Hopes for the Network
Bernie’s hopes for the Network are that it will continue to grow and provide a means for sharing ideas and fostering new knowledge and interdisciplinary understanding. Her favourite moments as a member of the Network include having her perceptions and assumptions challenged and her thinking transformed.
Bernie is an avid, eclectic and voracious reader. She is always reading, often reading rather too many books at the same time.
And at the time of writing this blog entry, Bernie is reading Babel by R.F. Kuang, a novel that is wonderful, strange and quite hard to describe. It is set in 1836 in ‘an Oxford’ and involves colonialism, linguistics and translation.
She is also re-listening to The Rivers of London series by Ben Aaronovitch which involves magic, London, a policeman and a strange array of other characters.
And, she is about to re-read Jon Sparks’ ‘Three Kinds of North’ (this book is by her partner, Jon Sparks). She thinks it is pretty darn good and she’d encourage everyone to read it)
1. Rouncefield-Swales A, Harris J, Carter B, et al. Children and young people’s contributions to public involvement and engagement activities in health-related research: A scoping review. PLoS ONE 2021;16(6):e0252774. doi: 10.1371/journal.pone.0252774
2. Carter B. Chronic pain in childhood and the medical encounter: professional ventriloquism and hidden voices. Qualitative health research 2002;12(1):28-41.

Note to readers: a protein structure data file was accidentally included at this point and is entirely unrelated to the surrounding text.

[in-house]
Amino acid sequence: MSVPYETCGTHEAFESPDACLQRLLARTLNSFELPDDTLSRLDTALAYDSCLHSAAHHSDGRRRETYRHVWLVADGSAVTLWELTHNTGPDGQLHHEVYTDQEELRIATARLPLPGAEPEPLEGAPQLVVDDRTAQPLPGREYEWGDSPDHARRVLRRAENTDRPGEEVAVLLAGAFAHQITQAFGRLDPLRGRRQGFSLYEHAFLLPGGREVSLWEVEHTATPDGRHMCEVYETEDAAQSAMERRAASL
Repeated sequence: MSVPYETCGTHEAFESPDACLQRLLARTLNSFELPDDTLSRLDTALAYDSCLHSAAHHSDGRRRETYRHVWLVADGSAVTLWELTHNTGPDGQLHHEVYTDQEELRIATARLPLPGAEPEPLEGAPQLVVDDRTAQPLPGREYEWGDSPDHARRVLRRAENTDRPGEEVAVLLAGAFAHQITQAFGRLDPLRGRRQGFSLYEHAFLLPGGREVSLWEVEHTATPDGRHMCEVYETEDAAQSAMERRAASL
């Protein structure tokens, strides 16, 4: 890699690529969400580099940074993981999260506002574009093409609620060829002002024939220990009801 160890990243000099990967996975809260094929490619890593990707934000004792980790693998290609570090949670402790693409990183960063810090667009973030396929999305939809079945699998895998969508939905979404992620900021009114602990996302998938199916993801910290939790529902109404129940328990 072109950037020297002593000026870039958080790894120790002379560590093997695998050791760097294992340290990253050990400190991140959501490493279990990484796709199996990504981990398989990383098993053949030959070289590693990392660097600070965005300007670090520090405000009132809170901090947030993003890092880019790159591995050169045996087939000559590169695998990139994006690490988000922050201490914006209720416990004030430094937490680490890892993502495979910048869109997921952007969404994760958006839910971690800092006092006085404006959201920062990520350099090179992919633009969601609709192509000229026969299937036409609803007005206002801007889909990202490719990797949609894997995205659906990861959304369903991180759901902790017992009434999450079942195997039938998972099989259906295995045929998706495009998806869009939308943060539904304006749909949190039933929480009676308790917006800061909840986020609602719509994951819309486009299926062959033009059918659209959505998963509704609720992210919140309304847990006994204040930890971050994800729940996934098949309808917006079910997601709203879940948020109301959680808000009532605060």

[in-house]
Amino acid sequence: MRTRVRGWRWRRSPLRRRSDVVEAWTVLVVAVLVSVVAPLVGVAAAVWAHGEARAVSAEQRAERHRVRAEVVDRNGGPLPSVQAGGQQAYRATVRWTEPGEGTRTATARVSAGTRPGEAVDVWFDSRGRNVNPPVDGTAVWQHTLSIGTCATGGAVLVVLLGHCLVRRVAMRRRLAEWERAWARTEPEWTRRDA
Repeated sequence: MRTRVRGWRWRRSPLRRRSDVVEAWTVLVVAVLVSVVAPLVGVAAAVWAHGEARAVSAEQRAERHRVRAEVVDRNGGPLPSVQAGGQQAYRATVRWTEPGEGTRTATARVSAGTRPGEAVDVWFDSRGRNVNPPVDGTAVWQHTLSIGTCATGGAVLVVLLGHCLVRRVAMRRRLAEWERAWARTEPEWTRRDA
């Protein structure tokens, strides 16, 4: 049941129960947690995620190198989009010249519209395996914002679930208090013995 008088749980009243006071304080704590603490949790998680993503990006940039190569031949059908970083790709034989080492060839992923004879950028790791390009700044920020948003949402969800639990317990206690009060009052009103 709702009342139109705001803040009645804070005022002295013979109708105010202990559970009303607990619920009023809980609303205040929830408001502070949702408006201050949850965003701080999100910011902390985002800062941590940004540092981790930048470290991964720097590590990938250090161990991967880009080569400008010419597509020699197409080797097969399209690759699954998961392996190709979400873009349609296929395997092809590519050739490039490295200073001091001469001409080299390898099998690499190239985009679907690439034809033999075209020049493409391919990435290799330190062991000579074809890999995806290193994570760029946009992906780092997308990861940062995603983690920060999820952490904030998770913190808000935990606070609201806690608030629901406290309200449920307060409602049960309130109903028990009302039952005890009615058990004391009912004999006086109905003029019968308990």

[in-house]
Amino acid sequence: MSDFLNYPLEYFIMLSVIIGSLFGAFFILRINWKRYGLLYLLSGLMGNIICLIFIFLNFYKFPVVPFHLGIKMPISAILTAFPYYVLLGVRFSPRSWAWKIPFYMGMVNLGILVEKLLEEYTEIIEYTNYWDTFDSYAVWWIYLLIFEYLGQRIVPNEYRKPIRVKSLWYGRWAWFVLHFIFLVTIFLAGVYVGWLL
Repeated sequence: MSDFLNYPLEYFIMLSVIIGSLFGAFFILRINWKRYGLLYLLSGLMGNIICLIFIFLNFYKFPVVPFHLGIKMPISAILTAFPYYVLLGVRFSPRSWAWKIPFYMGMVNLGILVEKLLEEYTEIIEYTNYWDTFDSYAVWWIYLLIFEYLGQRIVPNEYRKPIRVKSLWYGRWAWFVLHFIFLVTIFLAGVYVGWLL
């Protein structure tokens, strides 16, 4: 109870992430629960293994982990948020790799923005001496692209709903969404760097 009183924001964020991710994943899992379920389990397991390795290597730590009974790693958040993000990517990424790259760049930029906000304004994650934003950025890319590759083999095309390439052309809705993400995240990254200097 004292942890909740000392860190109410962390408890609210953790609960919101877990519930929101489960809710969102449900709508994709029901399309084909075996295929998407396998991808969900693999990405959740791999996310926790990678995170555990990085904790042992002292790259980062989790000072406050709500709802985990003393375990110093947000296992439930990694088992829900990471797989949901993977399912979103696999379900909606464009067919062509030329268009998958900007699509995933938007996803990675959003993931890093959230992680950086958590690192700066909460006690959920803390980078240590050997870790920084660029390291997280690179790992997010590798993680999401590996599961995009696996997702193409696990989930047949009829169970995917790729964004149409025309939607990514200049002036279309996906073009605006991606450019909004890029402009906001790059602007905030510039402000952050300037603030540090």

3. Carter B. Pain narratives and narrative practitioners: a way of working ’in-relation’ with children experiencing pain. Journal of Nursing Management 2004;12(3):210-16. doi: 10.1046/j.1365-2834.2003.00440.x
4. Carter B, Harris J, Jordan A. How nurses use reassurance to support the management of acute and chronic pain in children and young people: an exploratory, interpretative qualitative study. Paediatric and Neonatal Pain 2021;3:36-44. doi: 10.1002/pne2.12045
5. Carter B, Ford K. Researching children’s health experiences: The place for participatory, child‐centered, arts‐based approaches. Research in Nursing & Health 2013;36(1):95-107. doi: 10.1002/nur.21517
6. Carter B, Sanders C, Bray L. Getting poetic with data: Using poetry to disseminate the first-person voices of parents of children with a disability. Patient Education and Counseling 2018;101(1):166-70. doi: 10.1016/j.pec.2017.07.001
7. Saron H, Munro J, Young R, et al. ‘ZOOMing’ in on Consulting with Children and Parents Remotely to Co-Create Health Information Resources. Children 2023;10(3):539.
8. Carter B, Young R, Munro J. “Communicating Lily’s Pain”: A reflective narrative commentary about co-creating a resource to provoke thinking and change about assessing and managing the pain of children with profound cognitive impairment. Paediatric and Neonatal Pain;n/a(n/a) doi: https://doi.org/10.1002/pne2.12074
9. Carter B, Arnott J, Simons J, et al. Developing a Sense of Knowing and Acquiring the Skills to Manage Pain in Children with Profound Cognitive Impairments: Mothers’ Perspectives. Pain Research and Management 2017;2017:2514920. doi: 10.1155/2017/2514920 [published Online First: 2017/03/26]
10. Carter B, Simons J, Bray L, et al. Navigating Uncertainty: Health Professionals’ Knowledge, Skill, and Confidence in Assessing and Managing Pain in Children with Profound Cognitive Impairment. Pain Res Manag 2016;2016:8617182. doi: 10.1155/2016/8617182 [published Online First: 2016/12/21]